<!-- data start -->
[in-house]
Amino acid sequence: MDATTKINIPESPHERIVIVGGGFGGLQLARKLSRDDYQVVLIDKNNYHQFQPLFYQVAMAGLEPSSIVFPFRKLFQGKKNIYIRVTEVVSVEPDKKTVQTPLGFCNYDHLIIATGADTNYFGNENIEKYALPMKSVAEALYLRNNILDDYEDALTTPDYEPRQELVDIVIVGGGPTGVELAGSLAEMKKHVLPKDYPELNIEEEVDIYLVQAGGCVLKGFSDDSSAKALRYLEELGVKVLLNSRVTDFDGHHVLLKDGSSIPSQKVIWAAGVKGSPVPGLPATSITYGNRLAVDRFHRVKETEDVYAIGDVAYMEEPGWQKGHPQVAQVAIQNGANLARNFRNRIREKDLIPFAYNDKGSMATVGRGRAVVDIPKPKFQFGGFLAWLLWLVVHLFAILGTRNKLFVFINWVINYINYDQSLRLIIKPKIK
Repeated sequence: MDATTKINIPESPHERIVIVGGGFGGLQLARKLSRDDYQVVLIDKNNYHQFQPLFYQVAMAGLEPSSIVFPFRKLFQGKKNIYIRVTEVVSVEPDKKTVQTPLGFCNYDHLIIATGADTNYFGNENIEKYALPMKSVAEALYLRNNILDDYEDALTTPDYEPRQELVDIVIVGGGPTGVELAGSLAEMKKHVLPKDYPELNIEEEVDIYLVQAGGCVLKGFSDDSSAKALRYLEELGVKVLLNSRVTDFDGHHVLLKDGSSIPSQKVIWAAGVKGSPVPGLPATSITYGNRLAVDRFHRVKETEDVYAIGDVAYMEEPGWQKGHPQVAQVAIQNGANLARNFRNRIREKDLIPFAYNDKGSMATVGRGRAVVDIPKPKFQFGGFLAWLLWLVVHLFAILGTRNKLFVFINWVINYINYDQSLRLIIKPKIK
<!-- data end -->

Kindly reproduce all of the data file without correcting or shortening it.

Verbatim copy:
[in-house]
Amino acid sequence: MDATTKINIPESPHERIVIVGGGFGGLQLARKLSRDDYQVVLIDKNNYHQFQPLFYQVAMAGLEPSSIVFPFRKLFQGKKNIYIRVTEVVSVEPDKKTVQTPLGFCNYDHLIIATGADTNYFGNENIEKYALPMKSVAEALYLRNNILDDYEDALTTPDYEPRQELVDIVIVGGGPTGVELAGSLAEMKKHVLPKDYPELNIEEEVDIYLVQAGGCVLKGFSDDSSAKALRYLEELGVKVLLNSRVTDFDGHHVLLKDGSSIPSQKVIWAAGVKGSPVPGLPATSITYGNRLAVDRFHRVKETEDVYAIGDVAYMEEPGWQKGHPQVAQVAIQNGANLARNFRNRIREKDLIPFAYNDKGSMATVGRGRAVVDIPKPKFQFGGFLAWLLWLVVHLFAILGTRNKLFVFINWVINYINYDQSLRLIIKPKIK
Repeated sequence: MDATTKINIPESPHERIVIVGGGFGGLQLARKLSRDDYQVVLIDKNNYHQFQPLFYQVAMAGLEPSSIVFPFRKLFQGKKNIYIRVTEVVSVEPDKKTVQTPLGFCNYDHLIIATGADTNYFGNENIEKYALPMKSVAEALYLRNNILDDYEDALTTPDYEPRQELVDIVIVGGGPTGVELAGSLAEMKKHVLPKDYPELNIEEEVDIYLVQAGGCVLKGFSDDSSAKALRYLEELGVKVLLNSRVTDFDGHHVLLKDGSSIPSQKVIWAAGVKGSPVPGLPATSITYGNRLAVDRFHRVKETEDVYAIGDVAYMEEPGWQKGHPQVAQVAIQNGANLARNFRNRIREKDLIPFAYNDKGSMATVGRGRAVVDIPKPKFQFGGFLAWLLWLVVHLFAILGTRNKLFVFINWVINYINYDQSLRLIIKPKIK